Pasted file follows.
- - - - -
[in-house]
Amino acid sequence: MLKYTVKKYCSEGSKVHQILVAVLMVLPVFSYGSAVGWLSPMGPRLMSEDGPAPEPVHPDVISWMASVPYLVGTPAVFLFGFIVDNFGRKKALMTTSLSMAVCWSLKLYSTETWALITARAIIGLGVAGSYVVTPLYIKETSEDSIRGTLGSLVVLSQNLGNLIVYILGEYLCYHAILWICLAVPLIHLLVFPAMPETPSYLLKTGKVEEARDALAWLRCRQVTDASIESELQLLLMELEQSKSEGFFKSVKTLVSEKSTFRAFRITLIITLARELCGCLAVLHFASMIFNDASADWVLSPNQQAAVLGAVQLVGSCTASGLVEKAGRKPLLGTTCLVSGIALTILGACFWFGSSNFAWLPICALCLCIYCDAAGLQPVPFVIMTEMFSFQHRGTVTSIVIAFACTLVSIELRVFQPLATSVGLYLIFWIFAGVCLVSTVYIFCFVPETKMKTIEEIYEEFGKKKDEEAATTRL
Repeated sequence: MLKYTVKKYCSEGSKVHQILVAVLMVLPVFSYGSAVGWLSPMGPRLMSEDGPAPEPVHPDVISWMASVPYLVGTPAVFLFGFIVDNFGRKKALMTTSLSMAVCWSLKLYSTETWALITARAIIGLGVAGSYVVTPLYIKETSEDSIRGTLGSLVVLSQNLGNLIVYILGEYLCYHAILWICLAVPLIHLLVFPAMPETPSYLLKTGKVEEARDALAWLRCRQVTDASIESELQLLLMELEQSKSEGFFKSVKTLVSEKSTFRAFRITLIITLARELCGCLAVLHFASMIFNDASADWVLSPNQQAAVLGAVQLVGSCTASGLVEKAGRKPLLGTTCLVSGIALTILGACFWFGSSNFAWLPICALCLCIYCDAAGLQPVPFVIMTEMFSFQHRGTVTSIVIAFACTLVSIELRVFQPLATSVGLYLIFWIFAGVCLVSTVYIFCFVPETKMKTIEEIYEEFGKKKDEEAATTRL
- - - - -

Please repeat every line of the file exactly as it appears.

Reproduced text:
[in-house]
Amino acid sequence: MLKYTVKKYCSEGSKVHQILVAVLMVLPVFSYGSAVGWLSPMGPRLMSEDGPAPEPVHPDVISWMASVPYLVGTPAVFLFGFIVDNFGRKKALMTTSLSMAVCWSLKLYSTETWALITARAIIGLGVAGSYVVTPLYIKETSEDSIRGTLGSLVVLSQNLGNLIVYILGEYLCYHAILWICLAVPLIHLLVFPAMPETPSYLLKTGKVEEARDALAWLRCRQVTDASIESELQLLLMELEQSKSEGFFKSVKTLVSEKSTFRAFRITLIITLARELCGCLAVLHFASMIFNDASADWVLSPNQQAAVLGAVQLVGSCTASGLVEKAGRKPLLGTTCLVSGIALTILGACFWFGSSNFAWLPICALCLCIYCDAAGLQPVPFVIMTEMFSFQHRGTVTSIVIAFACTLVSIELRVFQPLATSVGLYLIFWIFAGVCLVSTVYIFCFVPETKMKTIEEIYEEFGKKKDEEAATTRL
Repeated sequence: MLKYTVKKYCSEGSKVHQILVAVLMVLPVFSYGSAVGWLSPMGPRLMSEDGPAPEPVHPDVISWMASVPYLVGTPAVFLFGFIVDNFGRKKALMTTSLSMAVCWSLKLYSTETWALITARAIIGLGVAGSYVVTPLYIKETSEDSIRGTLGSLVVLSQNLGNLIVYILGEYLCYHAILWICLAVPLIHLLVFPAMPETPSYLLKTGKVEEARDALAWLRCRQVTDASIESELQLLLMELEQSKSEGFFKSVKTLVSEKSTFRAFRITLIITLARELCGCLAVLHFASMIFNDASADWVLSPNQQAAVLGAVQLVGSCTASGLVEKAGRKPLLGTTCLVSGIALTILGACFWFGSSNFAWLPICALCLCIYCDAAGLQPVPFVIMTEMFSFQHRGTVTSIVIAFACTLVSIELRVFQPLATSVGLYLIFWIFAGVCLVSTVYIFCFVPETKMKTIEEIYEEFGKKKDEEAATTRL